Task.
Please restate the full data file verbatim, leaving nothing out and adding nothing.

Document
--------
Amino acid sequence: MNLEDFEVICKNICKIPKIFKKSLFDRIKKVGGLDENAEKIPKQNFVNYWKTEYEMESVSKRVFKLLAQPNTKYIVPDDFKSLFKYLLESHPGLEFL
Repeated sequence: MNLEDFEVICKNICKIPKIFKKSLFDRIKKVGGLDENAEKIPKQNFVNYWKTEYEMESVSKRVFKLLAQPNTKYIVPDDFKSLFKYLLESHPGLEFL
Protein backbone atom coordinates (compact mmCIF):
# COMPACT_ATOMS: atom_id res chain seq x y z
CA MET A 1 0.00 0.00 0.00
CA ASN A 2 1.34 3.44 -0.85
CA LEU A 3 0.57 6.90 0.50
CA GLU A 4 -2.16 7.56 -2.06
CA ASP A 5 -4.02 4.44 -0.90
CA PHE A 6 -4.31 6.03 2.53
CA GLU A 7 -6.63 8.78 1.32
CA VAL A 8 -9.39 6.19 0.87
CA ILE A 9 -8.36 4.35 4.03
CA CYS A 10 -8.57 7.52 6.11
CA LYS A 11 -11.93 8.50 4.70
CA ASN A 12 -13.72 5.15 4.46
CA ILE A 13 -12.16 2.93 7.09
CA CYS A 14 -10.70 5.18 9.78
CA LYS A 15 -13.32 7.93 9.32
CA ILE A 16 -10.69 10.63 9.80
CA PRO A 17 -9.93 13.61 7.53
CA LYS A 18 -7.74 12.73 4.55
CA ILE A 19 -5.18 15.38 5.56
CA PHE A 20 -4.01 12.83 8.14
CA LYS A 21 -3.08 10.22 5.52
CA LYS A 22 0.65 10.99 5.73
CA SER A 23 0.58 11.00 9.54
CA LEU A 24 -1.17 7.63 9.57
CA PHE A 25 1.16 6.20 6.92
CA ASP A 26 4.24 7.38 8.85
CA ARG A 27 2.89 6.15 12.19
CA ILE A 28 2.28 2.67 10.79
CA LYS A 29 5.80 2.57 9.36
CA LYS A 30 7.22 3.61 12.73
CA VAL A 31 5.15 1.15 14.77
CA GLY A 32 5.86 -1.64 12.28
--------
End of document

Amino acid sequence: MNLEDFEVICKNICKIPKIFKKSLFDRIKKVGGLDENAEKIPKQNFVNYWKTEYEMESVSKRVFKLLAQPNTKYIVPDDFKSLFKYLLESHPGLEFL
Repeated sequence: MNLEDFEVICKNICKIPKIFKKSLFDRIKKVGGLDENAEKIPKQNFVNYWKTEYEMESVSKRVFKLLAQPNTKYIVPDDFKSLFKYLLESHPGLEFL
Protein backbone atom coordinates (compact mmCIF):
# COMPACT_ATOMS: atom_id res chain seq x y z
CA MET A 1 0.00 0.00 0.00
CA ASN A 2 1.34 3.44 -0.85
CA LEU A 3 0.57 6.90 0.50
CA GLU A 4 -2.16 7.56 -2.06
CA ASP A 5 -4.02 4.44 -0.90
CA PHE A 6 -4.31 6.03 2.53
CA GLU A 7 -6.63 8.78 1.32
CA VAL A 8 -9.39 6.19 0.87
CA ILE A 9 -8.36 4.35 4.03
CA CYS A 10 -8.57 7.52 6.11
CA LYS A 11 -11.93 8.50 4.70
CA ASN A 12 -13.72 5.15 4.46
CA ILE A 13 -12.16 2.93 7.09
CA CYS A 14 -10.70 5.18 9.78
CA LYS A 15 -13.32 7.93 9.32
CA ILE A 16 -10.69 10.63 9.80
CA PRO A 17 -9.93 13.61 7.53
CA LYS A 18 -7.74 12.73 4.55
CA ILE A 19 -5.18 15.38 5.56
CA PHE A 20 -4.01 12.83 8.14
CA LYS A 21 -3.08 10.22 5.52
CA LYS A 22 0.65 10.99 5.73
CA SER A 23 0.58 11.00 9.54
CA LEU A 24 -1.17 7.63 9.57
CA PHE A 25 1.16 6.20 6.92
CA ASP A 26 4.24 7.38 8.85
CA ARG A 27 2.89 6.15 12.19
CA ILE A 28 2.28 2.67 10.79
CA LYS A 29 5.80 2.57 9.36
CA LYS A 30 7.22 3.61 12.73
CA VAL A 31 5.15 1.15 14.77
CA GLY A 32 5.86 -1.64 12.28